He describes Michelle as: “a wise person, well beyond her years, kind, compassionate and insightful, and a dynamic powerhouse. She cares passionately about really good care for people at the end of their lives, and is doing everything that she can to make this possible.” Although he reminds us that as a single mother in Philadelphia working as a nurse and trying to make ends meet, “she’s a regular person who has learned things that we can all learn from her.”
Used to creating movies where people die in “fun and creative ways,” Sean was struck by the difference between the media’s portrayal of death – “as something to be avoided at all costs” and Michelle’s work in hospice care dealing with “real issues, real people, and real things.”
“The difference is day and night,” says the director.
After speaking to Michelle about her work, Sean was fascinated by the idea of hospice care, not as a depressing job, but rather as a vocation which aims to make each day for each patient the best possible day that it could be.
He decided to draw on his skills to make a difference, to produce a movie to “try to get some of this wisdom and these good stories out there.”
The film follows purple-haired Michelle as she goes about her work, caring for hospice patients and educating medical and nursing students on hospice care. She shares stories of people she has cared for, and the lessons she has learned from them.
Sean has described hospice care as one of the best kept secrets in modern medicine. He said: “one of the things that Michelle told me early on is that people don’t want to learn anything about (hospice care) until they really have to. Here in the US, a lot of time people don’t even know that hospice exists until a few days before somebody dies. Why is it such a big secret? I think that at its core, people think that hospice care and palliative care is about death and dying and for when there is: ‘nothing you can do.’”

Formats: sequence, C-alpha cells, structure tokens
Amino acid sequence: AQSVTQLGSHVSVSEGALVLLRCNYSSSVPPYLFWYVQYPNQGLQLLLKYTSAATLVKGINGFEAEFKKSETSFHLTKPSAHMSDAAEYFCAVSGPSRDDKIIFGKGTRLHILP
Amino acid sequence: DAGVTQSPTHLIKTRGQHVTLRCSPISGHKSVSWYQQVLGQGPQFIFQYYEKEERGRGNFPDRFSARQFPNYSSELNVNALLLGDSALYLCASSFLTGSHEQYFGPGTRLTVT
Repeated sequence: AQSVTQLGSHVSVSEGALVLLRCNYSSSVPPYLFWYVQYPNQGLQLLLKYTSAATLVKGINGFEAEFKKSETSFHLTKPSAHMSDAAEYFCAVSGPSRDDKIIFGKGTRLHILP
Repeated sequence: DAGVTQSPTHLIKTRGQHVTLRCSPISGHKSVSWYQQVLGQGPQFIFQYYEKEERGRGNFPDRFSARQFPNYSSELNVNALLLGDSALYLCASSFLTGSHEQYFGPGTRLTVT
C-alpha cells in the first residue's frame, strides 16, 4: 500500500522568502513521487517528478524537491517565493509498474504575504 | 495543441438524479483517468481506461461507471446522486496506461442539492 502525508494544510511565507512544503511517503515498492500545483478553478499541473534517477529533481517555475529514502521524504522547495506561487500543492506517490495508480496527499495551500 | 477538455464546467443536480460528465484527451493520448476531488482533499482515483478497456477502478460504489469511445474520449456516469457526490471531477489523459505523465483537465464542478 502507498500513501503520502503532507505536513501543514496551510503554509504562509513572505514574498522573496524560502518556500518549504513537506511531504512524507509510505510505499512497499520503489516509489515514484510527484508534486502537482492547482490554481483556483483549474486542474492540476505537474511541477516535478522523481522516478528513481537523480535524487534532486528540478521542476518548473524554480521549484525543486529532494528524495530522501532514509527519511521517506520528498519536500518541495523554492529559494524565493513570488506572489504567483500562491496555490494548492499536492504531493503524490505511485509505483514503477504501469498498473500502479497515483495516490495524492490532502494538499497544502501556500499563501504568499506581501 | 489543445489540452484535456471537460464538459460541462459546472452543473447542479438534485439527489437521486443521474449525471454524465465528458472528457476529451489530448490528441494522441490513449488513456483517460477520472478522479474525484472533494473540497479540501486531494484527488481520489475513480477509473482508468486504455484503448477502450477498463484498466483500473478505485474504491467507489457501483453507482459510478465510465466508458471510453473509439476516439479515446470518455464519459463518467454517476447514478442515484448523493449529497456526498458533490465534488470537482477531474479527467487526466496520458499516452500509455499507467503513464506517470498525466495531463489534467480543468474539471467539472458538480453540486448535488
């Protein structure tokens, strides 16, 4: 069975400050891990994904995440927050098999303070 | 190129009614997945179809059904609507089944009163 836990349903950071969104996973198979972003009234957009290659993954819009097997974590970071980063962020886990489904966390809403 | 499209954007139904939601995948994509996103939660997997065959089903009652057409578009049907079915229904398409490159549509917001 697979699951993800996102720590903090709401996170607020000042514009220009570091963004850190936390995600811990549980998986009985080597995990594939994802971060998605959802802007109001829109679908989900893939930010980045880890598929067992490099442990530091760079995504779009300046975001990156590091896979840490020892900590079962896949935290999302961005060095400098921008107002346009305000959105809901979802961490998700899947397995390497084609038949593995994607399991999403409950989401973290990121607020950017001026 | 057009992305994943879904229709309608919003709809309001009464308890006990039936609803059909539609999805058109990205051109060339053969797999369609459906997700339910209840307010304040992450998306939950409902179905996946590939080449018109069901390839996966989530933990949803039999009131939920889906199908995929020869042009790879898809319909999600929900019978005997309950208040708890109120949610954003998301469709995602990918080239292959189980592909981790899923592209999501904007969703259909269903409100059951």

He observes: “one of the things that keeps us alive is staying away from things that will kill us, things that lead us to death or to an awareness of death. We just don’t want to go there.
“What I’ve discovered is that hospice care isn’t about death, it’s about life. It’s about celebration of life, about figuring out how to live as fully and completely as you possibly can. It’s not quitting. It’s not giving up. It’s embracing the life that you’ve got. But people don’t want to know about it.”
A key aim for the film is to educate healthcare workers on hospice and palliative care. Sean says: “We are trying to get to medical schools to screen this for interns and residents, and also nursing schools. We want to get healthcare givers much more aware of the services that are available. To make them understand that hospice isn’t quitting. Hospice is containing. Hospice is a celebration of life. Somehow or another, you have to get these ideas out there into the mainstream.”
“If doctors and nurses don’t really get what hospice is,” says Sean, “and the patient doesn’t know what hospice is, then you’re set up for ignorance.”